WHEN Sugar Ray Robinson landed his greatest punch, it turned the granite-tough Gene Fullmer into rubble. When Sugar Ray Leonard showboated most memorably it was against Marvin Hagler (or Roberto Duran, take your pick). When Muhammad Ali gained revenge it was over Joe Frazier. For Roy Jones Jnr, though, such moments came against the likes of Glen Kelly (knocked out by a single shot just seconds after Roy had both hands behind his back), Richard Hall (battered into submission while Jones wound up his own lightning versions of a bolo punch) and Montell Griffin (iced in a round just five months after frustrating Jnr into disqualification defeat).
At his peak, Jones was a sublime fighting machine, one who evoked memories of the greatest of all time, and one many considered could go on to surpass his idols. When Robinson, Ali and Leonard quit, each did do so knowing there was nothing left to achieve. But with Jones – arguably as naturally talented as that trio – lingering ‘what if’ questions threaten to stain his legacy forever.
Which isn’t completely fair. He blazed onto the professional scene on the back of an infamous bad decision that robbed him of gold against Park Si-Hun at the 1988 Olympics. In his third pro outing he halted future world title challenger Ron Amundsen, he went 16-0 after knocking former welterweight titlist Jorge Vaca in a round, and then found time to spank world-class Jorge Castro, Percy Harris, Glenn Thomas and Glenn Wolfe before he claimed his first major title – IBF middleweight – with a clear decision over Bernard Hopkins in 1993.
He then dominated the awkward Thulani Malinga in a tune-up, thrashed the usually durable Thomas Tate in two, before moving up in weight and challenging IBF super-middleweight champ James Toney. “Lights Out” would perennially claim he was weight-drained for the showdown but he’d shown no signs of fatigue in the fights leading up to the biggest of his life. Jones dominated his rival on points and though it lacked thrills, it oozed class. Roy the legend had arrived… READ MORE
The tough Vinny Pazineza, Tony Thornton, Merqui Sosa and Eric Lucas (whom Jones beat after spending the hours leading to the fight playing in a basketball game) were all dispensed before that controversial loss to Montell Griffin in 1997. Appearing distracted and unmotivated Jones was caught by more punches than in any of his previous encounters. But he was certainly getting on top at the bout’s conclusion when Griffin nosedived after taking a clout while kneeling down. Jones was furious to lose his unbeaten record and the rematch was set.
The opening bell sounded and Jones – a hurtful banger when in the mood – staggered Griffin with his first punch before belting him halfway across the ring with his third. It was clear that revenge would be served, and served quickly. Griffin, a solid fighter at his peak, had no answer to the contemptuous whirlwind ripping through the Mashantucket ring. An outrageous lead left hook exploded off Griffin and he collapsed, before pitching forward like a newborn duckling. Griffin’s eyes were still rolling when Jones leapt onto the ropes, pumped his muscles and bellowed a scream of retribution… READ MORE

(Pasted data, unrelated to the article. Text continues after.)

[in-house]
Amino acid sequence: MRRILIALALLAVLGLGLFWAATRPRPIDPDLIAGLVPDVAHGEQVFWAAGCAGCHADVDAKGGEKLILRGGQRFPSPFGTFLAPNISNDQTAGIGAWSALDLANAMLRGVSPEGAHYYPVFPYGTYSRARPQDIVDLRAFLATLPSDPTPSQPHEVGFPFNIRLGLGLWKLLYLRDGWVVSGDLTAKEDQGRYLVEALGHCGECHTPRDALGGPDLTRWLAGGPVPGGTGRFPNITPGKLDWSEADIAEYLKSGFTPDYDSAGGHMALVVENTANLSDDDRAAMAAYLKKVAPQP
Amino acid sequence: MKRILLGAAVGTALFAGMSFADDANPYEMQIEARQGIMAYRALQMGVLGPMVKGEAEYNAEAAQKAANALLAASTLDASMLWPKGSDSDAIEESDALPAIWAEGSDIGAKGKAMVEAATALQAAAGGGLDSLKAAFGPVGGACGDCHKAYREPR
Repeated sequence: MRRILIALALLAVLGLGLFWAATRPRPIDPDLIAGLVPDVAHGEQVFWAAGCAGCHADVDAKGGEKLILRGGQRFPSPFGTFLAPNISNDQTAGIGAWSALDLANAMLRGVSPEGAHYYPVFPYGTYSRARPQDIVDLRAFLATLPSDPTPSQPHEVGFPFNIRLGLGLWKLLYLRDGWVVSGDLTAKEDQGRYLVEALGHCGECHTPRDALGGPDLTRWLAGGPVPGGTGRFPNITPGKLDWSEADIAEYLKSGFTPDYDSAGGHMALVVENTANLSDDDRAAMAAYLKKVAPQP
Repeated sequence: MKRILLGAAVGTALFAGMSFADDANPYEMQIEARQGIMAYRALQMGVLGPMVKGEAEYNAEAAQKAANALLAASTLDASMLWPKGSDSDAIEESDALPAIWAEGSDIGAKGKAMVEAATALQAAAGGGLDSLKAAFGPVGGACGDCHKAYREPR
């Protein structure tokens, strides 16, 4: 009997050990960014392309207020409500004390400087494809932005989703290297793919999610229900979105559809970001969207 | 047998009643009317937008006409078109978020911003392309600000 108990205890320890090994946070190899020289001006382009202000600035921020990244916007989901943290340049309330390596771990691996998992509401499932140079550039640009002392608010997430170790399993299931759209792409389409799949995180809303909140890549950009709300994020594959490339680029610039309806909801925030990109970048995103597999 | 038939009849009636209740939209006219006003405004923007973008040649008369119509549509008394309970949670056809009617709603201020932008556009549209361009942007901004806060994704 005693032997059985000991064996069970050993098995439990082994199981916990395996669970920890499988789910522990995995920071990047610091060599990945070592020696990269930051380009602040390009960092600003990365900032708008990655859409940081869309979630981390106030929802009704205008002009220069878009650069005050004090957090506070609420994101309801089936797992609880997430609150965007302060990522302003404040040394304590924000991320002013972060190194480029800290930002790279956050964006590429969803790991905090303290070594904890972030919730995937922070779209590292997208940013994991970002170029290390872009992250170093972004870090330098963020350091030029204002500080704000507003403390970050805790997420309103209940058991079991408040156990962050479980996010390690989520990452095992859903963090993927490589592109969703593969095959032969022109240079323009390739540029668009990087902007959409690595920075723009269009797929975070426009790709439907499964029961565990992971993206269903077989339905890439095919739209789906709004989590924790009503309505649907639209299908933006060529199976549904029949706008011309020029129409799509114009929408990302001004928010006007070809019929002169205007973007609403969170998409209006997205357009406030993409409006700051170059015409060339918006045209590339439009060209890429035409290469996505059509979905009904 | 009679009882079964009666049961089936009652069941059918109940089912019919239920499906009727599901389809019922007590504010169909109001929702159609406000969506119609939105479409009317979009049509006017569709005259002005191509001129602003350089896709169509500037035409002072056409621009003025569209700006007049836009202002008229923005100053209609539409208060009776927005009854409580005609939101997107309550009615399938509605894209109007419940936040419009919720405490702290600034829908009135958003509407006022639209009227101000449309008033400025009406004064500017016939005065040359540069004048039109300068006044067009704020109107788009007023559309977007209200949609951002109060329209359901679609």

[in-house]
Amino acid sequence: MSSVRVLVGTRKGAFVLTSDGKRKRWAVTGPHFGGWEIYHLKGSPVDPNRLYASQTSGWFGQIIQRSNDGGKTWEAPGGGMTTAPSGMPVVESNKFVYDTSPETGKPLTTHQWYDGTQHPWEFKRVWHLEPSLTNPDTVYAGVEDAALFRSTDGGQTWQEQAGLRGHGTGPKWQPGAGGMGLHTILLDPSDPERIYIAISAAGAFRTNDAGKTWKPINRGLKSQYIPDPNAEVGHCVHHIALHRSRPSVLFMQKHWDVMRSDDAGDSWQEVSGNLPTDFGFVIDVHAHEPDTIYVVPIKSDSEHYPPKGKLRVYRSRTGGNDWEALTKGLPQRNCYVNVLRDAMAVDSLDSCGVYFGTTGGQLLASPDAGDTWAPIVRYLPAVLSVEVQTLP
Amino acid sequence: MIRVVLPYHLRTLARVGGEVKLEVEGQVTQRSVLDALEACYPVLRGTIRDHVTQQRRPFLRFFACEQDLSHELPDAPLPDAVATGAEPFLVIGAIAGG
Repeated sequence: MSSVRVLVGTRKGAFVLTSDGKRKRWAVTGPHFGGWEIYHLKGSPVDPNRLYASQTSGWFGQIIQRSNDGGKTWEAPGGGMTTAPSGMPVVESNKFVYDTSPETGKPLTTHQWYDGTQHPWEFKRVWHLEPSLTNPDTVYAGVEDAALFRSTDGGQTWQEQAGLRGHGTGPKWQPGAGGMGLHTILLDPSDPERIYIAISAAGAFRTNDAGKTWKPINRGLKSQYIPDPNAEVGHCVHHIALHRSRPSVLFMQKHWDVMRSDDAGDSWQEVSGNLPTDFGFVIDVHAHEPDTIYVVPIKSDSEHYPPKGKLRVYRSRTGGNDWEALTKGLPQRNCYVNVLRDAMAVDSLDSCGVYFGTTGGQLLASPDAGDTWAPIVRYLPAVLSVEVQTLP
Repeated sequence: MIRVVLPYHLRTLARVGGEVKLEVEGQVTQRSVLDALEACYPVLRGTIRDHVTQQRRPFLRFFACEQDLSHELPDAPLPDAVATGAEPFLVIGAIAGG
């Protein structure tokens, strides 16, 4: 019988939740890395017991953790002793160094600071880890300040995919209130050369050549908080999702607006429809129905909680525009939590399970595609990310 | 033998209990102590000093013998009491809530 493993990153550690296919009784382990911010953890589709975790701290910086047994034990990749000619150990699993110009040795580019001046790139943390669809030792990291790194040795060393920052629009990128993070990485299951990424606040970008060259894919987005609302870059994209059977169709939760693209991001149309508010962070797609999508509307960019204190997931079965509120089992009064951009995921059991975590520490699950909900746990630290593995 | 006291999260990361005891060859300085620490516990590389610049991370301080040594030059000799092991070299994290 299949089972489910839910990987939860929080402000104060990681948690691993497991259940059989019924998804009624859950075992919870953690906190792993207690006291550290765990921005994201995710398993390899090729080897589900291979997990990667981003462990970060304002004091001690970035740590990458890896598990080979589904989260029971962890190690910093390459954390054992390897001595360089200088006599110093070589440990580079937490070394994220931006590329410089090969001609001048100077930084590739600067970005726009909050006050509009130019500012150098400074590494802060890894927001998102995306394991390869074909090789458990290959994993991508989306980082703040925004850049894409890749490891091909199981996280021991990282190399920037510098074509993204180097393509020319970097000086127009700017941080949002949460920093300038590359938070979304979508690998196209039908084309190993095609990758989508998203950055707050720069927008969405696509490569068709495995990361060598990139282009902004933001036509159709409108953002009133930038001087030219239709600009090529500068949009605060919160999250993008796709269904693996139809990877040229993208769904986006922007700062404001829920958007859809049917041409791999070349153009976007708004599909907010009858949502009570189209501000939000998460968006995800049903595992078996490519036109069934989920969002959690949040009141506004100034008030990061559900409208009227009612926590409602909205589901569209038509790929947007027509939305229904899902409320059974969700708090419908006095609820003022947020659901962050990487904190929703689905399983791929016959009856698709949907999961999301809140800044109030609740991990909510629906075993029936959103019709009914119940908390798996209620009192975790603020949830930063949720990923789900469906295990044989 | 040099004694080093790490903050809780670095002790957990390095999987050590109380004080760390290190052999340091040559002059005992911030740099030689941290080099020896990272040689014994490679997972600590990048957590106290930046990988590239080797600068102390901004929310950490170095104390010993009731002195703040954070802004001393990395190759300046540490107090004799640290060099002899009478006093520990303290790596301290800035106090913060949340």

In victory, he had claimed a third world belt in a third weight class, the WBC light-heavyweight title. Woken by his stumble in the first Griffin bout, Jones’ would wear an invincible cloak for the next five years.
Accomplished former champion, and future Hall of Famer, Virgil Hill was halted by a sickening body blow in four rounds, Lou Del Valle surrendered his WBA belt over 12, Otis Grant was halted in 10, and Jones added the IBF shade of gold with a comprehensive decision over Reggie Johnson. Roy was beating them with ease.
In 2002 he trounced Britain’s durable future world champ Clinton Woods in six before bypassing cruiserweight and challenging WBA heavyweight leader, John Ruiz, the following year. Many experts predicted the 33-pound weight difference would be too great an advantage for the bigger man but Jones was masterful, using his speed and stunning accuracy to befuddle the champion and come away with a lopsided decision win. Divisional title number four was his, and he had become the first man since Bob Fitzsimmons to win titles at middleweight and heavyweight.
Suddenly, though, something went wrong inside Roy Jones. His freakishly affective machine began to malfunction; his 34 years were conspiring against him. The boxing world refused to believe it when, after rejecting offers to remain at heavyweight, he dropped down to 175lbs and struggled past Antonio Tarver over 12. Looking back, the fact he beat his gifted opponent should be recorded as one of his best victories – it is the only time in his career he faced adversity and won.
But in the 2004 rematch he was blown away in two rounds, and then his fall from grace was complete five months later when Glen Johnson brutally stopped him in nine. For those who had seen Jones at his best only a year before, the descent was shocking. Suddenly, those tassled feet were out of time, his lead left hook an erratic missile, and his reflexes an unreliable.
But Jones carried on, and more aware of his legacy than ever before, he desperately tried to roll back the years. Occasionally, against an old Felix Trinidad and a ringworn Jeff Lacy, the public were reminded of his beauty but ugly losses to Joe Calzaghe, Danny Green, Hopkins in a rematch, and Denis Lebedev, shaped Roy’s new image as he chugged into a new decade.
Like Robinson, Ali and Leonard, the Floridian didn’t know when to say goodbye and although he didn’t match his predecessor’s achievements, he too should be remembered for being the best of his era.
Happy Birthday, Roy.